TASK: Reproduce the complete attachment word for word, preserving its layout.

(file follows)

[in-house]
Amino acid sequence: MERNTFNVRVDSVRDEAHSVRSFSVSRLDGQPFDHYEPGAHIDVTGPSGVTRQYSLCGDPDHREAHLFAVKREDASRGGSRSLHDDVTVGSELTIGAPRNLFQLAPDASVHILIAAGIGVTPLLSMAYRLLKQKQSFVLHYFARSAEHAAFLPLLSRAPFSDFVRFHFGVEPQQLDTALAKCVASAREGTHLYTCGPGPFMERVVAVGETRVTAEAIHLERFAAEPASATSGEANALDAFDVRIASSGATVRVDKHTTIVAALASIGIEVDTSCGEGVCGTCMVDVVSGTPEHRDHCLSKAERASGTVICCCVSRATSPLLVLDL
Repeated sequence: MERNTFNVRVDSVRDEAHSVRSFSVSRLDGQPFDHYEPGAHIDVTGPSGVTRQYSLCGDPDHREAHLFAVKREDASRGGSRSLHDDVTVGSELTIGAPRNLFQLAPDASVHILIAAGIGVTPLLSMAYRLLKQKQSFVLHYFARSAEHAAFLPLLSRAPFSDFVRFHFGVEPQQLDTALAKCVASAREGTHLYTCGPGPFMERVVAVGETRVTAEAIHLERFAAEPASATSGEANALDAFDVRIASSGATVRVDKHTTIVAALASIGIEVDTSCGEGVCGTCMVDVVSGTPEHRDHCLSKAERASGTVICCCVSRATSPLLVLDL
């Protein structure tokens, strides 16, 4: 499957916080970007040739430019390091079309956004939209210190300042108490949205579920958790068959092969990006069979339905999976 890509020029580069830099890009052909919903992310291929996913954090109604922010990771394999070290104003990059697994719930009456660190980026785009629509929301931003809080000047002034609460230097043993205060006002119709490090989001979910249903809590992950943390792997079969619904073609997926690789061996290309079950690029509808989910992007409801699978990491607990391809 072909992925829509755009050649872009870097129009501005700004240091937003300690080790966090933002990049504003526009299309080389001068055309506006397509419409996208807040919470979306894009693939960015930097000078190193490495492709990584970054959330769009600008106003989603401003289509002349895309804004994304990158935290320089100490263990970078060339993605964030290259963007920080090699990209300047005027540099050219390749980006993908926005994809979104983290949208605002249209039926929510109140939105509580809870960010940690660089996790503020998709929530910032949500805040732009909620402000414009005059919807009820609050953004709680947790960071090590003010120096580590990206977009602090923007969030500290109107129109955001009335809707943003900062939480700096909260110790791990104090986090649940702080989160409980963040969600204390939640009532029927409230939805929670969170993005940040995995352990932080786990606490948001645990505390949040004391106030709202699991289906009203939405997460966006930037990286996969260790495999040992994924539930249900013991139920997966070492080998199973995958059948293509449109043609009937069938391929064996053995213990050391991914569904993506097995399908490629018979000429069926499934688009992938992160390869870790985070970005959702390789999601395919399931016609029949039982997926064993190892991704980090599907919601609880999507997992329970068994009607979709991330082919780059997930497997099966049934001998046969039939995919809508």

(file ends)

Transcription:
[in-house]
Amino acid sequence: MERNTFNVRVDSVRDEAHSVRSFSVSRLDGQPFDHYEPGAHIDVTGPSGVTRQYSLCGDPDHREAHLFAVKREDASRGGSRSLHDDVTVGSELTIGAPRNLFQLAPDASVHILIAAGIGVTPLLSMAYRLLKQKQSFVLHYFARSAEHAAFLPLLSRAPFSDFVRFHFGVEPQQLDTALAKCVASAREGTHLYTCGPGPFMERVVAVGETRVTAEAIHLERFAAEPASATSGEANALDAFDVRIASSGATVRVDKHTTIVAALASIGIEVDTSCGEGVCGTCMVDVVSGTPEHRDHCLSKAERASGTVICCCVSRATSPLLVLDL
Repeated sequence: MERNTFNVRVDSVRDEAHSVRSFSVSRLDGQPFDHYEPGAHIDVTGPSGVTRQYSLCGDPDHREAHLFAVKREDASRGGSRSLHDDVTVGSELTIGAPRNLFQLAPDASVHILIAAGIGVTPLLSMAYRLLKQKQSFVLHYFARSAEHAAFLPLLSRAPFSDFVRFHFGVEPQQLDTALAKCVASAREGTHLYTCGPGPFMERVVAVGETRVTAEAIHLERFAAEPASATSGEANALDAFDVRIASSGATVRVDKHTTIVAALASIGIEVDTSCGEGVCGTCMVDVVSGTPEHRDHCLSKAERASGTVICCCVSRATSPLLVLDL
């Protein structure tokens, strides 16, 4: 499957916080970007040739430019390091079309956004939209210190300042108490949205579920958790068959092969990006069979339905999976 890509020029580069830099890009052909919903992310291929996913954090109604922010990771394999070290104003990059697994719930009456660190980026785009629509929301931003809080000047002034609460230097043993205060006002119709490090989001979910249903809590992950943390792997079969619904073609997926690789061996290309079950690029509808989910992007409801699978990491607990391809 072909992925829509755009050649872009870097129009501005700004240091937003300690080790966090933002990049504003526009299309080389001068055309506006397509419409996208807040919470979306894009693939960015930097000078190193490495492709990584970054959330769009600008106003989603401003289509002349895309804004994304990158935290320089100490263990970078060339993605964030290259963007920080090699990209300047005027540099050219390749980006993908926005994809979104983290949208605002249209039926929510109140939105509580809870960010940690660089996790503020998709929530910032949500805040732009909620402000414009005059919807009820609050953004709680947790960071090590003010120096580590990206977009602090923007969030500290109107129109955001009335809707943003900062939480700096909260110790791990104090986090649940702080989160409980963040969600204390939640009532029927409230939805929670969170993005940040995995352990932080786990606490948001645990505390949040004391106030709202699991289906009203939405997460966006930037990286996969260790495999040992994924539930249900013991139920997966070492080998199973995958059948293509449109043609009937069938391929064996053995213990050391991914569904993506097995399908490629018979000429069926499934688009992938992160390869870790985070970005959702390789999601395919399931016609029949039982997926064993190892991704980090599907919601609880999507997992329970068994009607979709991330082919780059997930497997099966049934001998046969039939995919809508």